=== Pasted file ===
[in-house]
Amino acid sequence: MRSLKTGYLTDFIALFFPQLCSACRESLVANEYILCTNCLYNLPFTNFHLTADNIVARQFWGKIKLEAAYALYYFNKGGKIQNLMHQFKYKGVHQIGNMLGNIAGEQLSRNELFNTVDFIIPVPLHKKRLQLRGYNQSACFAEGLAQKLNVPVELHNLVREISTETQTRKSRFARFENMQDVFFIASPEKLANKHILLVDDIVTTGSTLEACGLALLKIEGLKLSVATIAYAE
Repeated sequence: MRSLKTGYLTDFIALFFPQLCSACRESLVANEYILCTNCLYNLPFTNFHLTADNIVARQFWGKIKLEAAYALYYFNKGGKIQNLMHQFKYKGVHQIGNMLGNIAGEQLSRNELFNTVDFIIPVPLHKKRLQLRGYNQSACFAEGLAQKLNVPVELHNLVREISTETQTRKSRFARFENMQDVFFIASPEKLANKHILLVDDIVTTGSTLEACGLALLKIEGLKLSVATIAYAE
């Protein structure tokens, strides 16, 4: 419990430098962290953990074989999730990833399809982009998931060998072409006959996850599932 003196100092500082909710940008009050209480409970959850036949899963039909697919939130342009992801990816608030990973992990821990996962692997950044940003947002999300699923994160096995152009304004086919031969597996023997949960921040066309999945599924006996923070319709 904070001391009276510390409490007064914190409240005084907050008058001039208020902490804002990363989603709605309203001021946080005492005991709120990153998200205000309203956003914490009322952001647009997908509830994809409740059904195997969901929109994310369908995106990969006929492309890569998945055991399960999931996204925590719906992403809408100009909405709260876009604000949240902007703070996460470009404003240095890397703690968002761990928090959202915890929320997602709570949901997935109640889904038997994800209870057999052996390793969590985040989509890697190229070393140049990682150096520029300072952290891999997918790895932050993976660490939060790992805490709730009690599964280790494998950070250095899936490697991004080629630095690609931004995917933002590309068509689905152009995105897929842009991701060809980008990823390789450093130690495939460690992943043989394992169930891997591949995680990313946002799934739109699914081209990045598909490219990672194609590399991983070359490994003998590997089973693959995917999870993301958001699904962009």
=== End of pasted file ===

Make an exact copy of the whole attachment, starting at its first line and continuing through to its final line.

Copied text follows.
[in-house]
Amino acid sequence: MRSLKTGYLTDFIALFFPQLCSACRESLVANEYILCTNCLYNLPFTNFHLTADNIVARQFWGKIKLEAAYALYYFNKGGKIQNLMHQFKYKGVHQIGNMLGNIAGEQLSRNELFNTVDFIIPVPLHKKRLQLRGYNQSACFAEGLAQKLNVPVELHNLVREISTETQTRKSRFARFENMQDVFFIASPEKLANKHILLVDDIVTTGSTLEACGLALLKIEGLKLSVATIAYAE
Repeated sequence: MRSLKTGYLTDFIALFFPQLCSACRESLVANEYILCTNCLYNLPFTNFHLTADNIVARQFWGKIKLEAAYALYYFNKGGKIQNLMHQFKYKGVHQIGNMLGNIAGEQLSRNELFNTVDFIIPVPLHKKRLQLRGYNQSACFAEGLAQKLNVPVELHNLVREISTETQTRKSRFARFENMQDVFFIASPEKLANKHILLVDDIVTTGSTLEACGLALLKIEGLKLSVATIAYAE
């Protein structure tokens, strides 16, 4: 419990430098962290953990074989999730990833399809982009998931060998072409006959996850599932 003196100092500082909710940008009050209480409970959850036949899963039909697919939130342009992801990816608030990973992990821990996962692997950044940003947002999300699923994160096995152009304004086919031969597996023997949960921040066309999945599924006996923070319709 904070001391009276510390409490007064914190409240005084907050008058001039208020902490804002990363989603709605309203001021946080005492005991709120990153998200205000309203956003914490009322952001647009997908509830994809409740059904195997969901929109994310369908995106990969006929492309890569998945055991399960999931996204925590719906992403809408100009909405709260876009604000949240902007703070996460470009404003240095890397703690968002761990928090959202915890929320997602709570949901997935109640889904038997994800209870057999052996390793969590985040989509890697190229070393140049990682150096520029300072952290891999997918790895932050993976660490939060790992805490709730009690599964280790494998950070250095899936490697991004080629630095690609931004995917933002590309068509689905152009995105897929842009991701060809980008990823390789450093130690495939460690992943043989394992169930891997591949995680990313946002799934739109699914081209990045598909490219990672194609590399991983070359490994003998590997089973693959995917999870993301958001699904962009």